Lewis' acute lymphoblastic leukaemia story

It started with tonsillitis

Lewis had tonsillitis in January 2013 and didn’t really recover from it. He always seemed tired and didn’t have much energy. I have two daughters as well as Lewis and they had both had a virus – so we just thought he had picked up what they had. A few weeks later though, he found a lump in his neck which a dentist thought was a tooth abscess or mouth infection. But he didn’t recover from that either.

Lewis had less and less energy

Gradually he was getting more tired and ill and had less and less energy. A neighbour took Lewis to school one day, but then brought him home. He was too tired and couldn’t even walk. I took him straight for an emergency appointment at the doctors. The doctor thought he was anaemic so sent us to the hospital for some tests. After the doctor’s comment about anaemia we weren’t expecting anything other than that being the outcome. But when the consultant said that the whole family needed to come in for the results, I knew straight away it wasn’t good news.

The diagnosis

The consultants took us into a room and told us that Lewis had leukaemia. It was a huge shock to the system and really hard to understand. Before we knew it he was on antibiotics and taken to The Royal Marsden for a lumbar puncture. He started chemotherapy treatment just a couple of days later.

Coping as a family and with the help of friends

With two younger daughters to take care of it was a big strain on the family and our whole life. Lewis was an inpatient for seven months, so one of us needed to be with him, and the other needed to look after our two little girls. My husband had to quit his job to be there for the girls and Lewis. It was a very difficult time. Fortunately, the community rallied round and was invaluable during the whole experience. Neighbours helped out whenever we needed it – and even helped us move out of our flat. Lewis was wheelchair-bound because of the treatment’s side effects and we weren’t able to carry him up the stairs. Without this help from our friends and family we just wouldn’t have got through it.
Lewis smiles, standing with his siblings.

No school for a year

Lewis missed a whole year of school while going through treatment. You wouldn’t know it if you saw him in classes now. He progressed to Year 5 along with his friends, and is even helping out the other kids in his class! His favourite subject is maths – all that time practicing sums with his dad when he was off school definitely paid off.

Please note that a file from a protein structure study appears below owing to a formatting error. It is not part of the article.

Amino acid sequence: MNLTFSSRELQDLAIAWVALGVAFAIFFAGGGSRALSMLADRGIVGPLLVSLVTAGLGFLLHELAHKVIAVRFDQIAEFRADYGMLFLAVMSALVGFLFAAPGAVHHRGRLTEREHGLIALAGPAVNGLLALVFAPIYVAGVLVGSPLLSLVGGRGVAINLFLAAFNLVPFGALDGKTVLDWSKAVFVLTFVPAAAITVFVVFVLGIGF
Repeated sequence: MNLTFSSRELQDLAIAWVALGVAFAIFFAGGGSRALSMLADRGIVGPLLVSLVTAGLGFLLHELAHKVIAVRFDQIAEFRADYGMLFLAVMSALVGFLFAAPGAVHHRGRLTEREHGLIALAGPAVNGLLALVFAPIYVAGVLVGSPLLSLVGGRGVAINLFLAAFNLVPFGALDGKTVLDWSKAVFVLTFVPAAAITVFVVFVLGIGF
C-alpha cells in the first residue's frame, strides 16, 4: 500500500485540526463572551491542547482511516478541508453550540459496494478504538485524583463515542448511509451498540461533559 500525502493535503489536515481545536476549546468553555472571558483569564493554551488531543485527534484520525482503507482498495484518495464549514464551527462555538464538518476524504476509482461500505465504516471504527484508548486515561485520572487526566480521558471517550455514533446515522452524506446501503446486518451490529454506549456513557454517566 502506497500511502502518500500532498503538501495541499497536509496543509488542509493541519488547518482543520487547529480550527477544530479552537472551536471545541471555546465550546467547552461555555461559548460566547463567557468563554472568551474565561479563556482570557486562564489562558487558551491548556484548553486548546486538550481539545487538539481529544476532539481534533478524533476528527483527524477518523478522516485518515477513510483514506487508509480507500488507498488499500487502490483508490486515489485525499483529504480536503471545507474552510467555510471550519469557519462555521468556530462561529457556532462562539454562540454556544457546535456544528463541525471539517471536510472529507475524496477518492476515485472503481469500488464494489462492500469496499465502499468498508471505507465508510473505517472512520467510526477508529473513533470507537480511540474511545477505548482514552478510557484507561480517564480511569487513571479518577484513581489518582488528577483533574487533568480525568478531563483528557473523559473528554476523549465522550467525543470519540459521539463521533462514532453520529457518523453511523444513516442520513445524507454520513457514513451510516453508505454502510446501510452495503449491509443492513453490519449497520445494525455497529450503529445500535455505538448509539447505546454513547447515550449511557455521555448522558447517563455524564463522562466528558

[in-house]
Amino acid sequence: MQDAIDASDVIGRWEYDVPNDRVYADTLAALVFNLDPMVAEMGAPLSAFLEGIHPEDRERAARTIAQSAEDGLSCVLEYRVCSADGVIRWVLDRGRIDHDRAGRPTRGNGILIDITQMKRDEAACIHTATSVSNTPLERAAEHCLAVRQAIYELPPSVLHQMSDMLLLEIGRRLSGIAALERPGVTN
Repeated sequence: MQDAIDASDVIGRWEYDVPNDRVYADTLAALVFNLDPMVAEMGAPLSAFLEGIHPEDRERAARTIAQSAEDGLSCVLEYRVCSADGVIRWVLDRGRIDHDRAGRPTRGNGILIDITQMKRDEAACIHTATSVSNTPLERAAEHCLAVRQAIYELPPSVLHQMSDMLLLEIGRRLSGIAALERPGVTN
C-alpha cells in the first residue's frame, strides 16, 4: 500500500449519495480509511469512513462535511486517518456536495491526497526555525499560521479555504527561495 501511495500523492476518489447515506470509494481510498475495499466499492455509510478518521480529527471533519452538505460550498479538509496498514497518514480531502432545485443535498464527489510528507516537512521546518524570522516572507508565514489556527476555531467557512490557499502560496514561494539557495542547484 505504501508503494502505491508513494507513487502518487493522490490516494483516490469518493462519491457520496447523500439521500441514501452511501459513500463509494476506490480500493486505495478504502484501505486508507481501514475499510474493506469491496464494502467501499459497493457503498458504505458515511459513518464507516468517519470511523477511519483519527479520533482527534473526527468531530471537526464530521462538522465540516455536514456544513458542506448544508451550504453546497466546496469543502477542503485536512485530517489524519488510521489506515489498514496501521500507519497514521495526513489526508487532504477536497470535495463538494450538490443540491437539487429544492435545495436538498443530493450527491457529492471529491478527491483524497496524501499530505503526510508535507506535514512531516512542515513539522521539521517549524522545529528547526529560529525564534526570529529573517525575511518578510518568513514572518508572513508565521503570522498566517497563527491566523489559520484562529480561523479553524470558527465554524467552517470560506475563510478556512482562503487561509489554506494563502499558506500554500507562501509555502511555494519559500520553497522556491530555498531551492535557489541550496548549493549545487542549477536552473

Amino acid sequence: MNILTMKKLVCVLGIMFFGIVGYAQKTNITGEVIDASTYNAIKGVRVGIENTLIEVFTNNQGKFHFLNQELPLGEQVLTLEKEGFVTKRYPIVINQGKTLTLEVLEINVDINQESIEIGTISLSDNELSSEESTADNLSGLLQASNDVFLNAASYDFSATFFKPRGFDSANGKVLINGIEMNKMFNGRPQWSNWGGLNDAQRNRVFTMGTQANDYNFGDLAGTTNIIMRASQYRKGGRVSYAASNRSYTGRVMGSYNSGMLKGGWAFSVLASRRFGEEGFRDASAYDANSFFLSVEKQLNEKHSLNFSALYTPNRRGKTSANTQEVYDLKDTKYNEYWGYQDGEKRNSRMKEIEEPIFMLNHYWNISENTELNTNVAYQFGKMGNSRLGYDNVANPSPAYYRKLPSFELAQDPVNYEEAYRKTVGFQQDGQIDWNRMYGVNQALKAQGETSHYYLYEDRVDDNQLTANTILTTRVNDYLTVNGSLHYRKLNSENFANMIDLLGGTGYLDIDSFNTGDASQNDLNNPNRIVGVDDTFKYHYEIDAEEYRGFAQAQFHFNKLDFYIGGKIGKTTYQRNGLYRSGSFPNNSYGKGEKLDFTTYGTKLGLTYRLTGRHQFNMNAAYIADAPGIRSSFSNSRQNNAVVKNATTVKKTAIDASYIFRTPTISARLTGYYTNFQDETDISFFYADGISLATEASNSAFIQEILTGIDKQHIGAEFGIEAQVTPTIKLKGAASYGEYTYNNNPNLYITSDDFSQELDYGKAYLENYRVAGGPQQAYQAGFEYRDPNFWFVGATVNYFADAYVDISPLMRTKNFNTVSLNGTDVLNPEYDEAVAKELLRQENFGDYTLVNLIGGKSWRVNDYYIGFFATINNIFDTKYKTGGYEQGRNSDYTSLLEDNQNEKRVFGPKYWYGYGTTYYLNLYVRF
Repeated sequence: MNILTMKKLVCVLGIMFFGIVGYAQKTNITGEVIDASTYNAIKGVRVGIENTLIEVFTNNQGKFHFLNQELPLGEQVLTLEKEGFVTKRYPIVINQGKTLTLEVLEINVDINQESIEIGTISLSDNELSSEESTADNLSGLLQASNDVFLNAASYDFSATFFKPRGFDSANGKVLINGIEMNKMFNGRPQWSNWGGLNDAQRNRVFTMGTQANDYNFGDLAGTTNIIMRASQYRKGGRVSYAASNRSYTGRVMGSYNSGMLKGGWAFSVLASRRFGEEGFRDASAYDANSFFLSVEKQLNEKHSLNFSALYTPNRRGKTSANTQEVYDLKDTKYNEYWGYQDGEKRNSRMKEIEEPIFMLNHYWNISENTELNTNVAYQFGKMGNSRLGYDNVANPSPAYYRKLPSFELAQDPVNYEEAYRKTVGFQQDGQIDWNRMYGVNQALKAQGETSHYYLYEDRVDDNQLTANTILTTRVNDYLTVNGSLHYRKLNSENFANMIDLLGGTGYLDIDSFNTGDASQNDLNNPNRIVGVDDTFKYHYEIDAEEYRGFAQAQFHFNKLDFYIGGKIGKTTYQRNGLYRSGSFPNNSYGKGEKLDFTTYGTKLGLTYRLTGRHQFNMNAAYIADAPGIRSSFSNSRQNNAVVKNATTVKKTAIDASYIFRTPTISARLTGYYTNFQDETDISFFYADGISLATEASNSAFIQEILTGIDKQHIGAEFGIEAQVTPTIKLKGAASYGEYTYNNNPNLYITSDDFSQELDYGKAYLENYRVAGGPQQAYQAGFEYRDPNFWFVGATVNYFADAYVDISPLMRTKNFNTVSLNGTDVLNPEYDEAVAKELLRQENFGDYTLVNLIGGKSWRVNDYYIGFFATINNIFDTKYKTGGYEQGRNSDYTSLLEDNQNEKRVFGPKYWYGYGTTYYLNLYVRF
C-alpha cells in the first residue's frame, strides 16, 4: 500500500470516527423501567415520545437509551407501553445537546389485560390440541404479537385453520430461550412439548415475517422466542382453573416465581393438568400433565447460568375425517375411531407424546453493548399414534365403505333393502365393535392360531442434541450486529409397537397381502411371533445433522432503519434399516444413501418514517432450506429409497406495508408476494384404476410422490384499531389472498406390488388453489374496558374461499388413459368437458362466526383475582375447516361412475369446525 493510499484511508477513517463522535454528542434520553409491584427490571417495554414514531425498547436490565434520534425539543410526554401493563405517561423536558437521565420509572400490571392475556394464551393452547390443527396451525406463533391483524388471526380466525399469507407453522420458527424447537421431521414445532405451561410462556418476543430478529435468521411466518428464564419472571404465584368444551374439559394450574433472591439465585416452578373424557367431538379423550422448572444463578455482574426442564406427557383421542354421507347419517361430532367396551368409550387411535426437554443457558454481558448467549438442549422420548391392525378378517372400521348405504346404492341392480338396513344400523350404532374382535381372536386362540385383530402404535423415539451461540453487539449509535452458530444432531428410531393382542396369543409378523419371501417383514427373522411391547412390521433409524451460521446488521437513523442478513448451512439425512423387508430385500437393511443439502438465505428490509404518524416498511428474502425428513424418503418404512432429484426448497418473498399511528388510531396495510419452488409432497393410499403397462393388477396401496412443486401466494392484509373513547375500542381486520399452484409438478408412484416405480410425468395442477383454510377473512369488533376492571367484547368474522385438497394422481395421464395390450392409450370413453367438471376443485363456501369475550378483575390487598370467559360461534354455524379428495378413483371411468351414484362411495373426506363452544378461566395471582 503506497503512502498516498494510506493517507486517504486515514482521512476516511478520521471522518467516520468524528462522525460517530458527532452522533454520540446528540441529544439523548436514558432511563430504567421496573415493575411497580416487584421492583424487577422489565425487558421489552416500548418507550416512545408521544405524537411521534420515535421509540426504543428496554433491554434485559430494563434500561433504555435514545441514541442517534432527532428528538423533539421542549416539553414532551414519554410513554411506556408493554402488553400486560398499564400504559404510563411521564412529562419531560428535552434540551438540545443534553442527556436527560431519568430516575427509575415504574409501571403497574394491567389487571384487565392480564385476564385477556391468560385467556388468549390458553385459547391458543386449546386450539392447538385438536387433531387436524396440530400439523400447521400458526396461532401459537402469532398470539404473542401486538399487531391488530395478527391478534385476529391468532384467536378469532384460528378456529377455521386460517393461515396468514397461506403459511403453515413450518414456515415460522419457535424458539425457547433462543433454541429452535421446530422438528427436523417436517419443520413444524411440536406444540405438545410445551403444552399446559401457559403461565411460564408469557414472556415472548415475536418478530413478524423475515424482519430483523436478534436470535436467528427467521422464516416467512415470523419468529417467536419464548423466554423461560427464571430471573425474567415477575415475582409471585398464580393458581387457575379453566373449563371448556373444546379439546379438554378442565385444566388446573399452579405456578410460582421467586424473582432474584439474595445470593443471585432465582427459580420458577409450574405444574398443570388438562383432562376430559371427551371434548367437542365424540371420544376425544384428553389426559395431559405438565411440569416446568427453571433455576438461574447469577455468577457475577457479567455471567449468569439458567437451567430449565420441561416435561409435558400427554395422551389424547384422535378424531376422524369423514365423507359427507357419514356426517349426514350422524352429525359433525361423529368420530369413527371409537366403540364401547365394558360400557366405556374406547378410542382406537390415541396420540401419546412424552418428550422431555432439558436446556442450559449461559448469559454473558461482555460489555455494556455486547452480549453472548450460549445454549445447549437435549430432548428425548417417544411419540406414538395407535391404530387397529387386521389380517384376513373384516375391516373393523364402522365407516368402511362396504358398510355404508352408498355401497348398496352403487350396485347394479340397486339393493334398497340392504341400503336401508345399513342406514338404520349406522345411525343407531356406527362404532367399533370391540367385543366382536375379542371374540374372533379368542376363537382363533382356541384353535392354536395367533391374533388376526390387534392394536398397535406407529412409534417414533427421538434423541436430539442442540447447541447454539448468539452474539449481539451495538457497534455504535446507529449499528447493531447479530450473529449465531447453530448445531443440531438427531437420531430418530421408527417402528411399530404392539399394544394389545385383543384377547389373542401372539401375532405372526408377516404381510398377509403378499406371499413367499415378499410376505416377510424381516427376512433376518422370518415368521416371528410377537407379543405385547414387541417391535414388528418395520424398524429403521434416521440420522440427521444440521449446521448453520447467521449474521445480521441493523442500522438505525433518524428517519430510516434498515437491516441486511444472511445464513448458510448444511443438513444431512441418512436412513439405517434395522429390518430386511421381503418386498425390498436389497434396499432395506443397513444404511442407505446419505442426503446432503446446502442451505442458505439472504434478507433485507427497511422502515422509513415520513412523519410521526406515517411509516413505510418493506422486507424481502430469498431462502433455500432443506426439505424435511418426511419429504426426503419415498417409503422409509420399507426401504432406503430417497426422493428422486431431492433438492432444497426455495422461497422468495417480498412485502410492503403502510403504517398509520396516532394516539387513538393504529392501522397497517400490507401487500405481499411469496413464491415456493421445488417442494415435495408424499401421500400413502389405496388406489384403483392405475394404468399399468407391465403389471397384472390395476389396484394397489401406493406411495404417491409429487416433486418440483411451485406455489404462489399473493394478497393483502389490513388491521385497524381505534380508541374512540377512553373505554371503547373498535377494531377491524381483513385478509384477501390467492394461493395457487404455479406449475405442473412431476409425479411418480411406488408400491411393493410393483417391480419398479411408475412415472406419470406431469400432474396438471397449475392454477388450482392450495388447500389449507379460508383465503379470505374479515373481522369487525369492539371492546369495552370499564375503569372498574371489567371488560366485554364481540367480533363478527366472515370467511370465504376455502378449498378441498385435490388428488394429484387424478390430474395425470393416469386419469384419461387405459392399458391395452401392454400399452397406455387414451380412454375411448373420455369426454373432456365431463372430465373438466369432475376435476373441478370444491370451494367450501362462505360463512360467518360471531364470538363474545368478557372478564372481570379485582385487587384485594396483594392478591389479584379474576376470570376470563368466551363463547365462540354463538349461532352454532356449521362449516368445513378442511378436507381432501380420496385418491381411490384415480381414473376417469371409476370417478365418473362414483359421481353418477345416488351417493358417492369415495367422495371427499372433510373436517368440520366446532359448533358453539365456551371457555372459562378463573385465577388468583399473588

In remission and looking forward to 2016

Thankfully Lewis is in remission now, but there’s still a long way to go. He has a lot of side effects from the treatment which are frustrating. His liver function is unpredictable so sometimes he gets jaundice. He gets very tired after playing football. We’re looking ahead to getting life back to normal, and in particular to July 2016 when monitoring ends.

Update: April 2017

Lewis finished treatment last July and is eight months chemo free. He has check ups every six weeks and all has been well. He has a few side effects as he had chemo and steroids for three and a half years. His bones are quite weak and also still gets tired and achy legs. His is slowly getting back to normality playing back out with his friends on his bike. (April 2017)
Lewis Baker.

Update: April 2020

Lewis has now beaten cancer for the second time. He relapsed in October 2017, with ALL. It came back in a rare form as a lump in his sinus that grew and grew. It was misdiagnosed at first as a calcified lump, but after a lot of back and forth, he was given a biopsy and on Friday 13th October 2017, we received the news that he had relapsed after 16 months in the clear. He completed another two years and two months of treatment and is doing really well. It’s been a tough journey and on top of the chemo, he’s overcome sepsis and two line infections. He got gallstones during treatment and so has had a tough time on his relapse protocol. He’s struggled a lot with his mobility, but is getting a lot stronger and is now four months off treatment.
boy holding certificate standing underneath end of treatment bell

How you can help

If you’ve been touched by Lewis’ journey, help us invest in the high quality research that really matters which would otherwise go unfunded. This helps to support children with cancer so they can be with their families for longer. Donate Now       Fundraise Here  

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Many of our supporters have been affected by childhood cancer – either through family, friends or their own personal experience. These patient stories can help inspire others to get involved with us, or can support our media work. If you have a story that you would like to tell, please contact us by email.
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